Call Detail
Wisconsin Center District Public Art Opportunities
Entry Deadline: 9/16/22
Application Closed
Work Sample Requirements
Images | Minimum:Min. 10, Maximum:Max. 10
Video | Minimum:Min. 0, Maximum:Max. 3
Total Samples | Minimum:Min. 10, Maximum:Max. 13
Call Type: Public Art
Eligibility: International
State: Wisconsin
Budget: $10,000 - $450,000


Wisconsin Center District (WCD) Expansion Project Public Art Opportunities RFQ

Budgets: 3D Suspended Sculpture and 3D Exterior Sculpture Opportunities $250,00 - $450,000 / 2D and Low-Relief Wall Mounted Opportunities $10,000 - $100,000

Eligibility: Regional, National, and International Artists

DEADLINE: September 16th, 2022

Introduction: The Wisconsin Center District (WCD) seeks to commission artists or artist teams to create original public artworks for the WCD Expansion Project located at 400 W. Wisconsin Ave in Milwaukee, WI. A selection panel of community members, arts professionals, artists, and WCD representatives has been assembled to select and recommend artists or artist teams for each of the opportunities outlined in this RFQ. 


The Wisconsin Center District (WCD) is a government body created under Wisconsin State Statute in 1994 to fund, build and operate the Wisconsin Center in downtown Milwaukee, and continue operating the existing venues now called the UW-Milwaukee Panther Arena and Miller High Life Theatre. 

Not a unit of state, county, or city government, WCD is instead a semi-autonomous municipality called a “district,” meaning its Board members are appointed by elected officials, and it can issue bonds and collect taxes within strict limits established by statute. 


Delivering over 800,000 attendees and contributing over $1 billion in annual economic impact, the Wisconsin Center is the economic engine for conventions and business meeting activity in the city and county of Milwaukee, and the state of Wisconsin. As the corporate and residential markets of southeast Wisconsin have grown, so too has the demand for access to the spaces within the convention center. 

The Wisconsin Center District’s vision is to build a best-in-class facility that will attract meeting planners as a result of the facility’s flexible, innovative, technologically supported, and operationally efficient spaces while providing each attendee with a memorable Milwaukee enhanced visitor experience. The expansion must address the latest trends and support the expectations of the convention attendees and meeting planner as well as be adaptable to the market as changes occur.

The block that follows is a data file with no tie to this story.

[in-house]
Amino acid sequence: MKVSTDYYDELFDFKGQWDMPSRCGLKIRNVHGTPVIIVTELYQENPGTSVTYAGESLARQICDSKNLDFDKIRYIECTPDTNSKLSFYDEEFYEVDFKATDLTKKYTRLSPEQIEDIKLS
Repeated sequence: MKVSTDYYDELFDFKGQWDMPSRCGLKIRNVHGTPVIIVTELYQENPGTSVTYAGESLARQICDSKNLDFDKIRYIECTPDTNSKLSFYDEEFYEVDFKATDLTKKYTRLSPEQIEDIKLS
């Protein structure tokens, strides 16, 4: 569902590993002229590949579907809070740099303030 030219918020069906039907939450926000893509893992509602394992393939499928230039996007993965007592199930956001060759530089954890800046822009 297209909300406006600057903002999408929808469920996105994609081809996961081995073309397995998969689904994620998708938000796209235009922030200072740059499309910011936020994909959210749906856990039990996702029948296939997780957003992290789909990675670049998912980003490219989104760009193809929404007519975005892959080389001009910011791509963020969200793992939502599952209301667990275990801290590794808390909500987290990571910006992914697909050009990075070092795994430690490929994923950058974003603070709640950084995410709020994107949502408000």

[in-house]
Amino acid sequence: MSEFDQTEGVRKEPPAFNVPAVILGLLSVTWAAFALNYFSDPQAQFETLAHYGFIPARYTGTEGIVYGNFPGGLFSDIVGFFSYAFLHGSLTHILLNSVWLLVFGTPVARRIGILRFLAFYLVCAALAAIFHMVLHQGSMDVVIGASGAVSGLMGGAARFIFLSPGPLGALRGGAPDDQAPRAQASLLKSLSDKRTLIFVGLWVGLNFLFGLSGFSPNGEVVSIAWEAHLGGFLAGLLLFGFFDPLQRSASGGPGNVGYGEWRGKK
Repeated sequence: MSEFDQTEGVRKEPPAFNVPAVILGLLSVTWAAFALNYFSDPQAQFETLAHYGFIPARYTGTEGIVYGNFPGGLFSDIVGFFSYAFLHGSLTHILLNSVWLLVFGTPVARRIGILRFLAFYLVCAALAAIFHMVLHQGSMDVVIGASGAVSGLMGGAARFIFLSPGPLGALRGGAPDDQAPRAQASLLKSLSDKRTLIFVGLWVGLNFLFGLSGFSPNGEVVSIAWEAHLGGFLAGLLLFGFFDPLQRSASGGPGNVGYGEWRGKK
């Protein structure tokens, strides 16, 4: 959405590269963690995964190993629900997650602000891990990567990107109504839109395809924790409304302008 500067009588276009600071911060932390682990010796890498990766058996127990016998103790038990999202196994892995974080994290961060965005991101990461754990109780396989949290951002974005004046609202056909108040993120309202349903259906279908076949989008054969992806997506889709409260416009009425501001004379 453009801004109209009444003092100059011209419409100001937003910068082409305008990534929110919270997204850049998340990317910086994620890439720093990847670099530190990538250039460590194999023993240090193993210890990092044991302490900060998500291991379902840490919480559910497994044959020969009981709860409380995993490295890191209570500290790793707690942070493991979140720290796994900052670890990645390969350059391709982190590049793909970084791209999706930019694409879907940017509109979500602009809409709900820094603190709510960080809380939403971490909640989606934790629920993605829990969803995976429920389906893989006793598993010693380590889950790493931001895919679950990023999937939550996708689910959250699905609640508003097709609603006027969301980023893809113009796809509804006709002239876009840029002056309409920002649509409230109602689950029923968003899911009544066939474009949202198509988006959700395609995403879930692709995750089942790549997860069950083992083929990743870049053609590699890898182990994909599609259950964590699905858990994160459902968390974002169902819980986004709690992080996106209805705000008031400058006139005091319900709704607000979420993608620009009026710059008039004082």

For building renderings and more information on the WCD Expansion Project visit:


The name “Milwaukee” comes from the Algonquin word millioke, meaning “good”, “beautiful”, and “pleasant land”. Milwaukee is the most populous city in the state of Wisconsin and one of the most ethnically and culturally diverse cities in the U.S. 

Milwaukee is the traditional land of the Potawatomi, Ho-Chunk, and Menominee people along the southwest shores of Michigami, North America’s largest system of freshwater lakes, where the Milwaukee, Menominee, and Kinnickinnic rivers meet and the people of Wisconsin’s sovereign Anishinaabe, Ho-Chunk, Menominee, Oneida, and Mohican nations remain present.

The history of Milwaukee is heavily influenced by German immigrants who came in the 19th century bringing with them expert industrial skills, resulting in Milwaukee becoming a center of foundry, machinery, and metal-working industries, as well as brewing and grain trading. Milwaukee continues to be a center for German-American culture and is well known for its brewery industry.